After empowering yourself with tons of information and meeting with the best plastic surgeons and doctors for your breast surgery options after mastectomy, you and your medical team have decided that a DIEP Flap surgery is the best reconstructive breast surgery option for you.
So your wife was diagnosed with breast cancer or a genetic mutation and is now planning to undergo a mastectomy. We know how you must be overwhelmed, scared and a little unsure of how to help her through all of this, but you are not alone.
After a mastectomy and reconstructive surgery, your f(oo)bs don’t require the same kind of bra style or support they used to. Same for the flat and fabulous ladies out there. Underwires are now ill fitting, and oftentimes very uncomfortable. Not to mention, underwires often can cause unnecessary pain after breast surgery. Different reconstruction options yield different results, so molded cups that leave gaps and puckering are no longer a viable option. So, what’s a girl to do?
Meet your new BFF: The Wirefree Bra. Wireless, cupless bras are the new essentials to your lingerie drawer, because they work for you if you have two breasts, one breast, or no breasts at all.
We know that sometimes, it may feel that our doctors don’t always get it. Especially how we may feel after leaving their office. This is not the case with Dr. Jonathan Bank, a plastic surgeon who’s on a mission to help those of us with mastectomies embrace our scars and newly reconstructed breasts (aka (f)oobs) with pride & confidence. And we just had to share it with you!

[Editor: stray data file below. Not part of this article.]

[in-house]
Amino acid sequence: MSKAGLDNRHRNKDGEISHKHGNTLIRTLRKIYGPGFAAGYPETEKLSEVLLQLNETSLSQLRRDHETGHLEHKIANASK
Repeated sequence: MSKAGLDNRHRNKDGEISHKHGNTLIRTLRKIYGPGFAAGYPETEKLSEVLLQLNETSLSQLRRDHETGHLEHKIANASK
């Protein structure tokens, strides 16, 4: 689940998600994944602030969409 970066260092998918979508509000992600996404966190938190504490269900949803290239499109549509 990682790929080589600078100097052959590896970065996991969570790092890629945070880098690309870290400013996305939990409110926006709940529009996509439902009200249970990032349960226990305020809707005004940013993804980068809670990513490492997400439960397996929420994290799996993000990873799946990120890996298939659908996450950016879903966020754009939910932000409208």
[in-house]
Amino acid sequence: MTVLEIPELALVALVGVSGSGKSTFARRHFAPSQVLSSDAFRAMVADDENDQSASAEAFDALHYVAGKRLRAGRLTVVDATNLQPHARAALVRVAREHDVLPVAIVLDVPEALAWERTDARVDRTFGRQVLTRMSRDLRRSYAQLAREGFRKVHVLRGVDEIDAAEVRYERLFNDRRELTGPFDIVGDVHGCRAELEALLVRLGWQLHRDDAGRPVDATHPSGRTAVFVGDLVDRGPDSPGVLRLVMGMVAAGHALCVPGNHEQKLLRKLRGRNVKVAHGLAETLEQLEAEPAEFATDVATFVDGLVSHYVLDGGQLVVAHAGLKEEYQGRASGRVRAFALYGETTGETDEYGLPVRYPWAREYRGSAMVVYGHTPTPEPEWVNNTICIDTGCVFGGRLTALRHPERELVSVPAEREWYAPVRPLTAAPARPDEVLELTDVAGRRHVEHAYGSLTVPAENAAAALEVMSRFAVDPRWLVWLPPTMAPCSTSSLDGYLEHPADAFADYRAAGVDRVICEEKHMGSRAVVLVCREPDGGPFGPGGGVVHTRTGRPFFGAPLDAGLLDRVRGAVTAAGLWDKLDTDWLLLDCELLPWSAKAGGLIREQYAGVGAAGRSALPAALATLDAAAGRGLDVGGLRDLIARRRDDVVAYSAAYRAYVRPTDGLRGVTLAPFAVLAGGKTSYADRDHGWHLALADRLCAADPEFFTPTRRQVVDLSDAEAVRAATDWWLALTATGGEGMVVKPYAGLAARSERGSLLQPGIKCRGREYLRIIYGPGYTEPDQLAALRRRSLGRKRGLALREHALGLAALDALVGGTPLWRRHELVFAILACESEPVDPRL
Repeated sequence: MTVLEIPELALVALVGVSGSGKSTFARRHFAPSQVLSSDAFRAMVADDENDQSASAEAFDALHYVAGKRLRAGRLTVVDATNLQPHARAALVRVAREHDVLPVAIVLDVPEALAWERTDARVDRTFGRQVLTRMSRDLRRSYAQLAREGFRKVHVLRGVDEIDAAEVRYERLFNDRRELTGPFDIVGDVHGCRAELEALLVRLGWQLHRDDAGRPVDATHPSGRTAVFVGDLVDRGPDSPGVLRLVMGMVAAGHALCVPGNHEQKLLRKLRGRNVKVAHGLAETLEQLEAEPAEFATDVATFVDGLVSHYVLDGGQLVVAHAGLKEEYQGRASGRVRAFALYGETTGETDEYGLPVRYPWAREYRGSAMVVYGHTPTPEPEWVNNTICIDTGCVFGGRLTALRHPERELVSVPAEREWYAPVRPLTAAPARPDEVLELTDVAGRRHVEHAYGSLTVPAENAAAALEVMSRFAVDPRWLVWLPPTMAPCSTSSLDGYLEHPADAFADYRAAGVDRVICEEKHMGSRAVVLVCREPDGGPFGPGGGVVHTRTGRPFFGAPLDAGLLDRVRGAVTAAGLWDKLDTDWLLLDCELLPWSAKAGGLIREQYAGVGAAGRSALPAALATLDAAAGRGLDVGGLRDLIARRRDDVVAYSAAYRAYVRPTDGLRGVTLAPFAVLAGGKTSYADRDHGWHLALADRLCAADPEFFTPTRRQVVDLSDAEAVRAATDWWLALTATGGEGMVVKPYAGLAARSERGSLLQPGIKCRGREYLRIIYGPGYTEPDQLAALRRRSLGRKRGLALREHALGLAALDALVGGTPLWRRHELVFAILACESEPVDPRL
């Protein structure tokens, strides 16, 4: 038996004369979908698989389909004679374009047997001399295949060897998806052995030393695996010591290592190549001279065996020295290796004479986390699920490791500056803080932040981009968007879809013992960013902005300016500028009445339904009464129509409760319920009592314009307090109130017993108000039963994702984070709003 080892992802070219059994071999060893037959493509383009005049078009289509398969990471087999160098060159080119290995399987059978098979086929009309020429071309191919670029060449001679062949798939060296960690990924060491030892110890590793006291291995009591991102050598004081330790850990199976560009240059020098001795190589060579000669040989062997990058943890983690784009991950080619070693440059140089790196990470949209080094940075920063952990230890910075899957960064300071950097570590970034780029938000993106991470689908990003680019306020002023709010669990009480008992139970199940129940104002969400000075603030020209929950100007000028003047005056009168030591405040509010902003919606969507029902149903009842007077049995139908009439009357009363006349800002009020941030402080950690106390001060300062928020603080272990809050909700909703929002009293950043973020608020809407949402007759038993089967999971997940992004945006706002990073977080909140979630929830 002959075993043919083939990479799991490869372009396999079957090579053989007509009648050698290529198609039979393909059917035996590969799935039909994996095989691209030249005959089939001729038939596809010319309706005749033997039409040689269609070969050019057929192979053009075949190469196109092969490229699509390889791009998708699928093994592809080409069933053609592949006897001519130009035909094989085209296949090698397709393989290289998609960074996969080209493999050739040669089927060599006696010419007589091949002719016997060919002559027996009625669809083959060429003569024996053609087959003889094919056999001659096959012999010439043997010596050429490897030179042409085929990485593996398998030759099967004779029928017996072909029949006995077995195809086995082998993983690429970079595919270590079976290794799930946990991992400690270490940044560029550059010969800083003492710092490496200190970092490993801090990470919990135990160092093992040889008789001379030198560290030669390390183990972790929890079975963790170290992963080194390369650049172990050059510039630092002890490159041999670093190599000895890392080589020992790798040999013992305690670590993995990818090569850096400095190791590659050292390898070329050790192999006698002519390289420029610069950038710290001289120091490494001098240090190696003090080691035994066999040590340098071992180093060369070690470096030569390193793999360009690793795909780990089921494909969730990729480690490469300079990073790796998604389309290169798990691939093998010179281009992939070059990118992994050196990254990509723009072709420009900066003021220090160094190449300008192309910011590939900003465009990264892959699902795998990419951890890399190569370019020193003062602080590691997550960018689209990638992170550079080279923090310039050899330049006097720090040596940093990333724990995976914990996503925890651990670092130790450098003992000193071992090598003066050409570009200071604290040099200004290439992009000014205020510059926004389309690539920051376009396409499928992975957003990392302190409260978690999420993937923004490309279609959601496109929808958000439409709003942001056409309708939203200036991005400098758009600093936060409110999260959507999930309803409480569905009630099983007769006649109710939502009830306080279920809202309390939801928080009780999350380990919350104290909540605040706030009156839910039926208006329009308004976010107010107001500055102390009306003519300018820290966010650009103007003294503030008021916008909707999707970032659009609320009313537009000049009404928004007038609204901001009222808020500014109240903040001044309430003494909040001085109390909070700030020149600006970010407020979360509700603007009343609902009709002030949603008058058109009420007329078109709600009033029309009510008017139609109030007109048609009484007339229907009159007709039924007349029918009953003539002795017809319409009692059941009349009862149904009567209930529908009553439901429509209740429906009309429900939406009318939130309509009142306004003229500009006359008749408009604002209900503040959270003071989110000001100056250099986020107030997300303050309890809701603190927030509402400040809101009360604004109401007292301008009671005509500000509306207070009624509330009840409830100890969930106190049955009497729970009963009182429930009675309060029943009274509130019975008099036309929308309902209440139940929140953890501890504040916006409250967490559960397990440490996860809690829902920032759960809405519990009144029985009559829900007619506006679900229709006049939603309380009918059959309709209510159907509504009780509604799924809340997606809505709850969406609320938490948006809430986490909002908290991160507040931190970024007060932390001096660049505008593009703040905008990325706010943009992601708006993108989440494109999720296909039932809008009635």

It’s the season of giving. But if you’ve been following along this month, our theme here at AnaOno is all about support. December is the time to come together and show the people we love how much we care by offering them support, understanding and empathy, at a time when they may need it most.
We know that heading into the surgery room to face your single or double mastectomy surgery is a frightening thing. Not to mention the added anxiety of getting dressed and ready for the occasion. That's why we are here to help. We do not want you to worry one bit about how you will dress yourself, so we prepared a simple go-to list of our top 5 styles that help you recover in comfort.
As Women's History Month comes to a close, it only seems appropriate to wrap up the month with a few of the women who impacted breast cancer history; the ones who inspired breast cancer patients in some way or another. These ladies made us look at our health and our bodies a little differently.
Following a breast cancer diagnosis or learning of a BRCA gene mutation, women are faced with a number of surgical treatment options depending on the type, stage and grade of the cancer or how aggressive they want to be in reducing their risk of a breast cancer diagnosis. Surgical options may include lumpectomies, single or bilateral mastectomies, all of which may be done with or without reconstruction. Deciding what option is best is complicated, and when the question of what to do about the nips is tossed in the mix, it can be overwhelming.
In 1998, a federal law went into place that provides protections to patients who choose to have breast reconstruction in connection with a mastectomy. Even though the Women's Health and Cancer Rights Act (WHCRA) has been around for nearly 20 years, we are contacted far too often by women wishing they had the choice to reconstruct, or knew that they even had the option following their mastectomy. We always advocate that breast reconstruction is a personal choice. It's your body, and it's your decision, but we all deserve to know more about our options.
50 years ago, today.“A protest would feature a “freedom trash can” into which women could throw away all the physical manifestations of women’s oppression, such as “bras, girdles, curlers, false eyelashes, wigs...